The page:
Given the Birmingham findings, the analysts concluded that relationships between organisational functioning and quality of services were rooted in the personal interactions between clients and counsellors. The implications were that engagement might be improved by starting treatment with interventions (if needed) to rectify clients' low motivation, poor mental health, and anger-related problems, and by developing well resourced organisations which foster communication, participation and trust among staff, have a clear mission, but are open to new ideas and working practices.
SMMGP comment: Although this study was not done across general practice it is an interesting and wide-ranging investigation of the organisational health of services and how it impacts on people. Despite their complexity, there is coherence to the findings with the role of openness to change being the most striking. Staff working in an atmosphere of support and respect for their views, and concern for their development, tended to have clients who also felt understood, respected, supported and helped.
Drinking Patterns, dependency and life-time drinking history in alcohol-related liver disease
Jennifer Hatton et al., Addiction April 2009 volume 104 number 4 p587- 592
This paper examines one theory behind the astronomical rise in UK death rates from liver disease (400% in the last 40 years, with more than 80% a direct result of alcohol) by testing the hypothesis that it is due to a rise in episiodic or binge drinking as opposed to regular harmful drinking.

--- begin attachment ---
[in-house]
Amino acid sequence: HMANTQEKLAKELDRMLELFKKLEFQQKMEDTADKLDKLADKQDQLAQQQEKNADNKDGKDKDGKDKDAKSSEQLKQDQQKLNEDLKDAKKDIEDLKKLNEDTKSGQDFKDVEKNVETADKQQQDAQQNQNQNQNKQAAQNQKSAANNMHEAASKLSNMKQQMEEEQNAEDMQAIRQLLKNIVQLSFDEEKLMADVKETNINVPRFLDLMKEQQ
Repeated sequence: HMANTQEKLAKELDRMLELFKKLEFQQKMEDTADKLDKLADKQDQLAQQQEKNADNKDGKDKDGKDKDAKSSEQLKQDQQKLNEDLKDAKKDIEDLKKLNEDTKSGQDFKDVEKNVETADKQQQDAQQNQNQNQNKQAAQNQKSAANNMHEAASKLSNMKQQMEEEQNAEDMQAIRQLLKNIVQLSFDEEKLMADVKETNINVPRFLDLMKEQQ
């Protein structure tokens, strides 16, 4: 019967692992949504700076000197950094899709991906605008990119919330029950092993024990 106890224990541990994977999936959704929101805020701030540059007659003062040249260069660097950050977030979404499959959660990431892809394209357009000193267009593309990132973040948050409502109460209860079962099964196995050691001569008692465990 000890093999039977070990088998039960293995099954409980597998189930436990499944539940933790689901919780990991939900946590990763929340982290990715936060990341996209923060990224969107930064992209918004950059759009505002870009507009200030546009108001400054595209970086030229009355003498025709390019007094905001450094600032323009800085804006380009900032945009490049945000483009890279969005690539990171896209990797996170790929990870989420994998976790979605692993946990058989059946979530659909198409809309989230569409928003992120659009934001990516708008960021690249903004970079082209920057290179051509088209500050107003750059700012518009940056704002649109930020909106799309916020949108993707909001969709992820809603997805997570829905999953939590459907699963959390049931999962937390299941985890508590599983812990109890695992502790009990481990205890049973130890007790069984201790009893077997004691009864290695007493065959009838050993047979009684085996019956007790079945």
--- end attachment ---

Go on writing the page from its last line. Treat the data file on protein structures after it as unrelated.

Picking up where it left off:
A prospective survey of 234 consecutive patients attending a UK liver unit was carried out using face to face interviews, validated alcohol use, dependency questionnaires and liver assessment. In 106 patients, liver disease was attributable to alcohol. Over three-quarters (71%) drank on a daily basis, whilst those few who drank less than 4 days a week had largely adopted this pattern recently against a background of drinking more frequently for most of their lives. Indeed only one patient with alcoholic liver disease (ALD) had consistently drunk infrequently (3 days per week for fifteen years). In addition the majority of patients were drinking more than they had in their youth. The paper concludes that increases in UK liver deaths are a result of daily or near daily heavy drinking - not episodic or binge drinking - and this regular drinking pattern is often discernable at an early age.
SMMGP comment: A very striking histogram in this paper demonstrates clearly the strong association berween daily drinking and severe ALD. Whilst binge drinking brings its own problems, we should not ignore our young patients who consistently drink daily - according to this paper they are at high risk of ALD in later life.